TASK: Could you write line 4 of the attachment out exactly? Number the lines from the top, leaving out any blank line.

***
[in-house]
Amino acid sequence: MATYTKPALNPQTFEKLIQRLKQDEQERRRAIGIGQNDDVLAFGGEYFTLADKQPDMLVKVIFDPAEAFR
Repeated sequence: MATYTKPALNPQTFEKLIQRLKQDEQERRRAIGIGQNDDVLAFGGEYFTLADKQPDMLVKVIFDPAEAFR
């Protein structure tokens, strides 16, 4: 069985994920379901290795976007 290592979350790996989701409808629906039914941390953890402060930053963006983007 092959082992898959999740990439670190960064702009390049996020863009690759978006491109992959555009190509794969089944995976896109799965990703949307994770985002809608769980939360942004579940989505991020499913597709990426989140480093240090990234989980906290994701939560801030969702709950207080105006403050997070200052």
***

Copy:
């Protein structure tokens, strides 16, 4: 069985994920379901290795976007 290592979350790996989701409808629906039914941390953890402060930053963006983007 092959082992898959999740990439670190960064702009390049996020863009690759978006491109992959555009190509794969089944995976896109799965990703949307994770985002809608769980939360942004579940989505991020499913597709990426989140480093240090990234989980906290994701939560801030969702709950207080105006403050997070200052």